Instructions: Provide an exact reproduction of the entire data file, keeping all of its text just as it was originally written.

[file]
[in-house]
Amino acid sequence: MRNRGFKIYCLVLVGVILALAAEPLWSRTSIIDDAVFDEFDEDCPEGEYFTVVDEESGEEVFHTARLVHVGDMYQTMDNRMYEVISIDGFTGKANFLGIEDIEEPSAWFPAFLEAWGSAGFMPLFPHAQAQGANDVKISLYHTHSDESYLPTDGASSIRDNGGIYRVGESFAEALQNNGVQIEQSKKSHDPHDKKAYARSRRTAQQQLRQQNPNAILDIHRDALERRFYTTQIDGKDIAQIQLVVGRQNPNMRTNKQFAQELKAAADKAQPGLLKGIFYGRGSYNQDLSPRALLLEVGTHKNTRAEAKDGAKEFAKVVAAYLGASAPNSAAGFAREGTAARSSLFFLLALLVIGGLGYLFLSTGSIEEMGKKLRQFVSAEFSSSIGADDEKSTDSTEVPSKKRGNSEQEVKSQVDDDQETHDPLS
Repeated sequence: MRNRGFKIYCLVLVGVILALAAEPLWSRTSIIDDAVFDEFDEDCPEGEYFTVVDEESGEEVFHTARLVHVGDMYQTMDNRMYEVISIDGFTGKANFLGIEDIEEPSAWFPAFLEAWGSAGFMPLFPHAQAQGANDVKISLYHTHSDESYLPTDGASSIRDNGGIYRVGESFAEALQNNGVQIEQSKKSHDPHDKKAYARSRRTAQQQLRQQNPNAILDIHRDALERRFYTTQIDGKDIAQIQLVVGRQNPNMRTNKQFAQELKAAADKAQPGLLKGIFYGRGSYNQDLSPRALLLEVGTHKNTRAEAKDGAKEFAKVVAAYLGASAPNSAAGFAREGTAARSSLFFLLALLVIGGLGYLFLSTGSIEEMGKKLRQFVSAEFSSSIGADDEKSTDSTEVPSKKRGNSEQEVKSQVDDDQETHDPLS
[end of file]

[in-house]
Amino acid sequence: MRNRGFKIYCLVLVGVILALAAEPLWSRTSIIDDAVFDEFDEDCPEGEYFTVVDEESGEEVFHTARLVHVGDMYQTMDNRMYEVISIDGFTGKANFLGIEDIEEPSAWFPAFLEAWGSAGFMPLFPHAQAQGANDVKISLYHTHSDESYLPTDGASSIRDNGGIYRVGESFAEALQNNGVQIEQSKKSHDPHDKKAYARSRRTAQQQLRQQNPNAILDIHRDALERRFYTTQIDGKDIAQIQLVVGRQNPNMRTNKQFAQELKAAADKAQPGLLKGIFYGRGSYNQDLSPRALLLEVGTHKNTRAEAKDGAKEFAKVVAAYLGASAPNSAAGFAREGTAARSSLFFLLALLVIGGLGYLFLSTGSIEEMGKKLRQFVSAEFSSSIGADDEKSTDSTEVPSKKRGNSEQEVKSQVDDDQETHDPLS
Repeated sequence: MRNRGFKIYCLVLVGVILALAAEPLWSRTSIIDDAVFDEFDEDCPEGEYFTVVDEESGEEVFHTARLVHVGDMYQTMDNRMYEVISIDGFTGKANFLGIEDIEEPSAWFPAFLEAWGSAGFMPLFPHAQAQGANDVKISLYHTHSDESYLPTDGASSIRDNGGIYRVGESFAEALQNNGVQIEQSKKSHDPHDKKAYARSRRTAQQQLRQQNPNAILDIHRDALERRFYTTQIDGKDIAQIQLVVGRQNPNMRTNKQFAQELKAAADKAQPGLLKGIFYGRGSYNQDLSPRALLLEVGTHKNTRAEAKDGAKEFAKVVAAYLGASAPNSAAGFAREGTAARSSLFFLLALLVIGGLGYLFLSTGSIEEMGKKLRQFVSAEFSSSIGADDEKSTDSTEVPSKKRGNSEQEVKSQVDDDQETHDPLS